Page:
‘Stay the course’ is failing, report says
By BILL ADAIR, Times Washington Bureau Chief
Published December 7, 2006
WASHINGTON – For nearly four years, President Bush has repeatedly vowed to stay the course in Iraq and portrayed his critics as cowards who want to “cut and run.
Since the war began in 2003, Bush has used the phrase “stay the course” 60 times and has mentioned cutting and running 39. But the sobering report of the Iraq Study Group now asks Bush to do the very thing he has criticized: to dramatically change course
The report, issued on the same day that 10 more American troops died in Iraq, paints a bleak picture
“The situation in Iraq is grave and deteriorating,” it says, declaring that Bush’s approach has failed.
“Current U.S. policy is not working,” the report says. “Making no changes in policy would simply delay the day of reckoning at a high cost.
James Baker, the co-chairman of the panel and a longtime friend of the Bush family, put it this way: “We do not recommend a stay-the-course solution. In our opinion, that is no longer viable.
As we consider President Bush’s “stay the course” strategy in Iraq – and the harsh criticisms of the recent Iraq Study Group – I am challenged by the parallels to the church in America.
‘Stay the course’ is failing.It appears obvious that the strategy being implemented by the American church is losing ground. To borrow from the words of the Iraq Study Group report – The situation in the United States “is grave and deteriorating.”
The Western world is the only major segment of the world’s population in which Christianity is not growing. The percentage of adults in the United States who attend church is decreasing. According to George Barna – “There has been a 92% increase in the number of unchurched Americans in the last thirteen years. In 1991 there were 39 million unchurched Americans compared with 75 million currently.” (2004) www.barna.org
In Lost in America, Clegg and Bird state: “The way Christians do church today is the equivalent of ignoring millions of desperate, but unrecognized, cries for help. We’re letting an increasing number of our neighbors and friends die without a personal exposure to the life-giving good news of Jesus Christ. Unless we make some drastic changes, many people are likely to perish, and we’ll fail in the mission of what God has called us to become and to do.” (p 15)
Are changes necessary? Absolutely.
Should the church simply “stay the course”? Is that option even viable? Absolutely not.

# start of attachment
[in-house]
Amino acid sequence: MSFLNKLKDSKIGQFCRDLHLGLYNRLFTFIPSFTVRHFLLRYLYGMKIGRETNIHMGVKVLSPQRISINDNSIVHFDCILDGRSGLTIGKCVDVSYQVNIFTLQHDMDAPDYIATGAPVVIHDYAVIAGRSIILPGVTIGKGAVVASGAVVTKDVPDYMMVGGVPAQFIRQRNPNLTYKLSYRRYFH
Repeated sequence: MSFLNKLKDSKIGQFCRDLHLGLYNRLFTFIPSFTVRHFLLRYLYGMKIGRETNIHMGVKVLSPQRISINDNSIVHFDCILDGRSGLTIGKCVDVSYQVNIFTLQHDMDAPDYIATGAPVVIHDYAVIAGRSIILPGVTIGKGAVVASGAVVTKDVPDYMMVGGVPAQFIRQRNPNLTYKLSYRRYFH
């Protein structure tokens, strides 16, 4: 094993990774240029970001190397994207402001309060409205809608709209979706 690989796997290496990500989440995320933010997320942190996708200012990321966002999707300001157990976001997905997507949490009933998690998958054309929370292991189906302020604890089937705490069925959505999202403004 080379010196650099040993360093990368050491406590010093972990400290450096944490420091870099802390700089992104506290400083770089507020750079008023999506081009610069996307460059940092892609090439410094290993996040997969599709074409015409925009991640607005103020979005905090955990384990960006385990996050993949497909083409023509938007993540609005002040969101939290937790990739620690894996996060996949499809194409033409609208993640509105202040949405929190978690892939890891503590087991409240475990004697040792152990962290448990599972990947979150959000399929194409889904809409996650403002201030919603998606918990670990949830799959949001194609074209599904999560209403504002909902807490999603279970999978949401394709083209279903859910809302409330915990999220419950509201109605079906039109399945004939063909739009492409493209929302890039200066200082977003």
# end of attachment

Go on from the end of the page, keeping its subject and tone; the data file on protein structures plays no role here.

As my friend Mike Livingston emphasizes – we need more boots on the ground. This doesn’t mean that we need simply to deploy more professional pastors, but rather we must train and deploy every Christ follower for the mission – to be missionaries in their neighborhoods and workplaces. Just think what could happen if churches became missionary training centers all across this country?
Instead of seeing local churches as the place to invite unbelievers to hear the gospel, what if local churches became the place to equip every believer as a missionary?
“Stay the course” means that churches function as institutions, rather than becoming local movements of missionaries that transform America. “Stay the course” means continued decline and the closing of churches across this country. “Stay the course” isn’t working. We need a new direction – a new strategy.
It’s time for Missional Transformation. This is what the church in America desperately needs. Missional Transformation is a process of discovery that begins when believers recognize their responsibility before God to align themselves (passions, desires, behaviors, habits) with the missionary purpose of Jesus. This transformation is fueled by a passionate, fervent commitment to the knowledge of the glory of God filling the earth as the water covers the sea (Hab. 2:14). Missional Transformation requires a shift away from “doing church” in ways that are familiar and even comfortable to actually “being Jesus” to everyone! This process of discovery will require an abandonment of many pitfalls of Americanized Christianity including attractionalism, dualism, internalism, duplicitism, clericalism, infantilism, consumerism, and mega-ism. (I will be posting on these pitfalls over the next week.)
Let’s not “stay the course” any longer. May the church in the US become all that God designed the church to be!